Impulse started out as part of Am-Par/ABC. It was a sister label to Command and they both were run
and marketed as "upscale" music labels. This meant really nice gatefold covers, mostly very good
pressing at Am-Par's plants on Long Island and up in Gloversville NY. Once MCA bought ABC, quality
went right down the toilet. MCA was not what you'd call a forward-thinking owner. They were sort of
a shady operation aimed at maximum profit from minimum investment. So the first thing they did was
cheap down the vinyl and pressing, then the sleeves. The worst Impulse vinyl are the
cheaply-packaged "Digitally Remastered" reissues that MCA put out in the mid 80s. They sound
terrible, feel cheap and don't have original cover art in some cases.
Prestige, Riverside and Pablo were bought up by Fantasy Records, later called Fantasy Group. To
their credit, the folks at Fantasy kept many titles in print through the 80s and 90s, under the
Original Jazz Classics label. The tradeoff was paper-thin vinyl and early-era digital remastering
(in Fantasy's case, this usually meant copying the analog master tapes to Mitsubishi X80 digital
tapes and cutting records and CDs from those). Some OJC stuff sounds better than other OJC stuff.
George Horn and Joe Tarantino and a third guy whose name I forgot were all good mastering guys.
Their main limitation was primative early digital gear. I have to say that, despite the thin vinyl,
most OJC reissues of Prestige LPs that I have sound better than original Prestige because Prestige
cheaped out on pressing. The titles I'm comparing are mostly late 60s acid-jazz, and to be fair most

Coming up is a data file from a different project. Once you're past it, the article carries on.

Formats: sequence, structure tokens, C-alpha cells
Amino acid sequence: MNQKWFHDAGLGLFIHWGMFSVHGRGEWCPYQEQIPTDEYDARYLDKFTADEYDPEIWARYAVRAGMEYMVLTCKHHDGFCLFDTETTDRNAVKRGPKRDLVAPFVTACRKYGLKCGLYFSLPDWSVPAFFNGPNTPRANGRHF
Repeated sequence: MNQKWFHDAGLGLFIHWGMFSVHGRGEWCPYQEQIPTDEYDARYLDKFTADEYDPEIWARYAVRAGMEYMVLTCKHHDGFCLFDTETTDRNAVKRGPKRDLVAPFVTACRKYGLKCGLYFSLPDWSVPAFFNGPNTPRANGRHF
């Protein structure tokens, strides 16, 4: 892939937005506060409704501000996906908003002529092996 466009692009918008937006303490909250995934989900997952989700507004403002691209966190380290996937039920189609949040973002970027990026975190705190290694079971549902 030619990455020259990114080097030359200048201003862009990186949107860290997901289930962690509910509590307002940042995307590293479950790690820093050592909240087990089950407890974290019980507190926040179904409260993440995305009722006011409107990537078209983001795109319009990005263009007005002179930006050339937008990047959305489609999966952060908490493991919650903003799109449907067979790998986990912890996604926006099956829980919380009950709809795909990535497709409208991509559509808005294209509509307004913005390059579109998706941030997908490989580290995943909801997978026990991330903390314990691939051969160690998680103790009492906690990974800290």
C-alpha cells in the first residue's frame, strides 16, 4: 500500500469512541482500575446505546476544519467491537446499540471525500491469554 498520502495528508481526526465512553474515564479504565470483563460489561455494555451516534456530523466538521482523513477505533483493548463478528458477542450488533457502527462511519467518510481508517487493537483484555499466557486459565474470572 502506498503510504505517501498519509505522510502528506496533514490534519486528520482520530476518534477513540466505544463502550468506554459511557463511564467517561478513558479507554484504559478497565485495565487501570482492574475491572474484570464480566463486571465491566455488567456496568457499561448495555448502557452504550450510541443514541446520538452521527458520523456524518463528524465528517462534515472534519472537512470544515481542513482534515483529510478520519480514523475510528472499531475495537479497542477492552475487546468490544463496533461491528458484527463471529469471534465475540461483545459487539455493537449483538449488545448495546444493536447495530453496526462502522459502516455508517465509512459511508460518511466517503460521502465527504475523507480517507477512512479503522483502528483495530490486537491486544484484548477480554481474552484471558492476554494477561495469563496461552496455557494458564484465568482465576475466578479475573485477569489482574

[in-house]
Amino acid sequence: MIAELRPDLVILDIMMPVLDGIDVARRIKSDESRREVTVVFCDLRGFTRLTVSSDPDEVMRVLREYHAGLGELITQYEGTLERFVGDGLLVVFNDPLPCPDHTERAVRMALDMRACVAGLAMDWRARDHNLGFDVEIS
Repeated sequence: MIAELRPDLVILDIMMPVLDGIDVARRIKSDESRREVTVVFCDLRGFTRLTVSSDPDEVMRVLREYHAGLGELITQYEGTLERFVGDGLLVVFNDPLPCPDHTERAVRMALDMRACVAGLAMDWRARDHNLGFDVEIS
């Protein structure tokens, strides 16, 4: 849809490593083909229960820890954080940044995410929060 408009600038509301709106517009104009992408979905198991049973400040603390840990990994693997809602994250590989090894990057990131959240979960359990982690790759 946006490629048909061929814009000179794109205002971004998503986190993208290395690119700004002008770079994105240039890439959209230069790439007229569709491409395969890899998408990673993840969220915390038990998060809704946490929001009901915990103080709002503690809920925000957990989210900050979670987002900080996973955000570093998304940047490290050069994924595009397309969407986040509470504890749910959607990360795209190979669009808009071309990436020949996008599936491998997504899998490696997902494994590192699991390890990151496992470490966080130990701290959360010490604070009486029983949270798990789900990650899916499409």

American pop/jazz vinyl was cheap and noisy in that timeframe (think late 60s Mercury classical and
In the 70s, everyone thinned out their vinyl because of oil price-shocks. The better American
pressing plants started taking some knowledge from Japanese and European owners or partners, and
surfaces actually got much quieter late in the LP era. Thin vinyl and quiet surfaces is just fine
(ask Philips, DGG, JVC or MoFi). Thin, warped vinyl and noisy surfaces is not good at all (see
Columbia Record Club and RCA Record Club products of that timeframe). The main challenge/problem
with thin vinyl is that it warps easily, so shipping and storage are issues. Overly tight
shrink-wrapping never helped, and this was a constant problem with Fantasy Group products as well as
Atlantic and RCA (for some reason, Columbia didn't seem to wrap as tight, at least with records that
I bought in the late LP era).
The new vinyl reissues tend to be on 150, 180 or 200 gram platters. 180 and 200 are heavier than
most "golden era" platters. There is controversy about 200 gram platters, because they sit so high
that stylus angles can be effected, and they require pressing times and temperatures that may be
non-ideal. Most reissue labels have semi-standardized on 180 grams.
-- Tom Fine
----- Original Message -----
From: "Bewley, John" <[log in to unmask]>
To: <[log in to unmask]>
Sent: Tuesday, March 18, 2014 9:27 AM
Subject: [ARSCLIST] Vinyl weight and reissues
> We are currently processing a gift of LPs. In comparing some of the LPs to what we already hold in
> our collection we have noticed how some recordings were reissued in lighter weight vinyl.
> Some examples:
> Coltrane Live at the Village Vanguard again. Impulse AS-9124
> Issue with rainbow Impulse label is heavier than the issue with Impulse written in script-type
> Coltrane Live at the Village Vanguard Impulse As-10
> Impulse red, black, and white label issue heavier than ABC/Impulse green label issue
> John Coltrane Kulu se mama. Impulse As-9106
> Issue with rainbow Impulse label is heavier than ABC/Impulse green label issue
> John Coltrane's Soultrane. Prestige PRLP 7142 and OJC-021 (distributed by Fantasy)
> PRLP 7142 heavier than OJC-021
> I was aware of more drastic cases with things like the RCA Vintage series but didn't ever have
> side by side comparisons of Impulse and Prestige in hand before.
> Is it always true that the heavier weight issue is the preferred copy given surfaces that are in
> equally good condition? Doesn't seem we're talking any of the stereo-enhanced type of reissue
> We're trying to decide if any of the heavier weight copies should be retained for the collection
> based on their merit as being superior sources, if that is indeed true.
> John Bewley
> Associate Librarian/Archivist
> Music Library
> University at Buffalo
> 716 645 0614